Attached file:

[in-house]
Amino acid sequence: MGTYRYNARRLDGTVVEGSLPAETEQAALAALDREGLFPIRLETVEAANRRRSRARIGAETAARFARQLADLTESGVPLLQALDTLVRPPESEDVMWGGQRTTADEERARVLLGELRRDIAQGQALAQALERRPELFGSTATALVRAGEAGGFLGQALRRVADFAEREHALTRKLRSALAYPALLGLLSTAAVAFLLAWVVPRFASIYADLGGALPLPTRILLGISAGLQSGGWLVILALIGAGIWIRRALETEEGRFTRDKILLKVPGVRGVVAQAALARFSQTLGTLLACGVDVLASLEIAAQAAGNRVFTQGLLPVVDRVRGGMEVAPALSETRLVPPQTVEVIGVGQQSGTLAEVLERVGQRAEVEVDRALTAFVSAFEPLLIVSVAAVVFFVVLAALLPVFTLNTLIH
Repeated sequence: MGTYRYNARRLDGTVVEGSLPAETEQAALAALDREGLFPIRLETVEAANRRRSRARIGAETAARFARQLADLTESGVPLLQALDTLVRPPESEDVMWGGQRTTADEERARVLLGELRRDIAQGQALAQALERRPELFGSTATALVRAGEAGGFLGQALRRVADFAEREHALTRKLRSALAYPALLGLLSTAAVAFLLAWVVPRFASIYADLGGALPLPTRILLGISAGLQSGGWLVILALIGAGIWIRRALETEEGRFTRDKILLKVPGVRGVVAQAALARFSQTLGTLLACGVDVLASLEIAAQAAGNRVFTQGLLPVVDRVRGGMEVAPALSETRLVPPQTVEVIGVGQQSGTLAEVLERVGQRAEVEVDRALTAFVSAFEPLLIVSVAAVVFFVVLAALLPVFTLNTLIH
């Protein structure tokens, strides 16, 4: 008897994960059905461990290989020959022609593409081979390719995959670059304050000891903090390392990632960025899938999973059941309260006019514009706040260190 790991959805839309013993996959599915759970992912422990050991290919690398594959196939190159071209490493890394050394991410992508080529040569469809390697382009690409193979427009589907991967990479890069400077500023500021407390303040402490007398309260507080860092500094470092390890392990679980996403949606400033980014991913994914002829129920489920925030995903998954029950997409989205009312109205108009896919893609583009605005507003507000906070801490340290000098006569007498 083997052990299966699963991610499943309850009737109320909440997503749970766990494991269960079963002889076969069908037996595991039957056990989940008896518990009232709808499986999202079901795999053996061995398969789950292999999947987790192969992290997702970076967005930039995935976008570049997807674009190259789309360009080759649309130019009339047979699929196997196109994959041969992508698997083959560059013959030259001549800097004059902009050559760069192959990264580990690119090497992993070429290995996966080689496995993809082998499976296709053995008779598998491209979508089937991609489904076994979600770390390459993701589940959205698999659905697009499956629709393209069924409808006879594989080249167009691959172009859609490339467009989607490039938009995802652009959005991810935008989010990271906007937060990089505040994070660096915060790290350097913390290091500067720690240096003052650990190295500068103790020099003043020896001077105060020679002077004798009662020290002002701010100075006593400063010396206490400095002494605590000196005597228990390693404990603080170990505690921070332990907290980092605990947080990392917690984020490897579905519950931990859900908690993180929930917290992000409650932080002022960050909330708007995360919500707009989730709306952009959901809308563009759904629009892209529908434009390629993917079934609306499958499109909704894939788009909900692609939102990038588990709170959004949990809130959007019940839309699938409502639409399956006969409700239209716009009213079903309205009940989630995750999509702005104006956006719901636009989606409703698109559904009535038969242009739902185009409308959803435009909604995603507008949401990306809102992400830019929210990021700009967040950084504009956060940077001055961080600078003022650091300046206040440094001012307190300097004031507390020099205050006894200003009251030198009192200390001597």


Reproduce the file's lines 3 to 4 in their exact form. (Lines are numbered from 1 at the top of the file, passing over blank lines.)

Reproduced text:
Repeated sequence: MGTYRYNARRLDGTVVEGSLPAETEQAALAALDREGLFPIRLETVEAANRRRSRARIGAETAARFARQLADLTESGVPLLQALDTLVRPPESEDVMWGGQRTTADEERARVLLGELRRDIAQGQALAQALERRPELFGSTATALVRAGEAGGFLGQALRRVADFAEREHALTRKLRSALAYPALLGLLSTAAVAFLLAWVVPRFASIYADLGGALPLPTRILLGISAGLQSGGWLVILALIGAGIWIRRALETEEGRFTRDKILLKVPGVRGVVAQAALARFSQTLGTLLACGVDVLASLEIAAQAAGNRVFTQGLLPVVDRVRGGMEVAPALSETRLVPPQTVEVIGVGQQSGTLAEVLERVGQRAEVEVDRALTAFVSAFEPLLIVSVAAVVFFVVLAALLPVFTLNTLIH
């Protein structure tokens, strides 16, 4: 008897994960059905461990290989020959022609593409081979390719995959670059304050000891903090390392990632960025899938999973059941309260006019514009706040260190 790991959805839309013993996959599915759970992912422990050991290919690398594959196939190159071209490493890394050394991410992508080529040569469809390697382009690409193979427009589907991967990479890069400077500023500021407390303040402490007398309260507080860092500094470092390890392990679980996403949606400033980014991913994914002829129920489920925030995903998954029950997409989205009312109205108009896919893609583009605005507003507000906070801490340290000098006569007498 083997052990299966699963991610499943309850009737109320909440997503749970766990494991269960079963002889076969069908037996595991039957056990989940008896518990009232709808499986999202079901795999053996061995398969789950292999999947987790192969992290997702970076967005930039995935976008570049997807674009190259789309360009080759649309130019009339047979699929196997196109994959041969992508698997083959560059013959030259001549800097004059902009050559760069192959990264580990690119090497992993070429290995996966080689496995993809082998499976296709053995008779598998491209979508089937991609489904076994979600770390390459993701589940959205698999659905697009499956629709393209069924409808006879594989080249167009691959172009859609490339467009989607490039938009995802652009959005991810935008989010990271906007937060990089505040994070660096915060790290350097913390290091500067720690240096003052650990190295500068103790020099003043020896001077105060020679002077004798009662020290002002701010100075006593400063010396206490400095002494605590000196005597228990390693404990603080170990505690921070332990907290980092605990947080990392917690984020490897579905519950931990859900908690993180929930917290992000409650932080002022960050909330708007995360919500707009989730709306952009959901809308563009759904629009892209529908434009390629993917079934609306499958499109909704894939788009909900692609939102990038588990709170959004949990809130959007019940839309699938409502639409399956006969409700239209716009009213079903309205009940989630995750999509702005104006956006719901636009989606409703698109559904009535038969242009739902185009409308959803435009909604995603507008949401990306809102992400830019929210990021700009967040950084504009956060940077001055961080600078003022650091300046206040440094001012307190300097004031507390020099205050006894200003009251030198009192200390001597």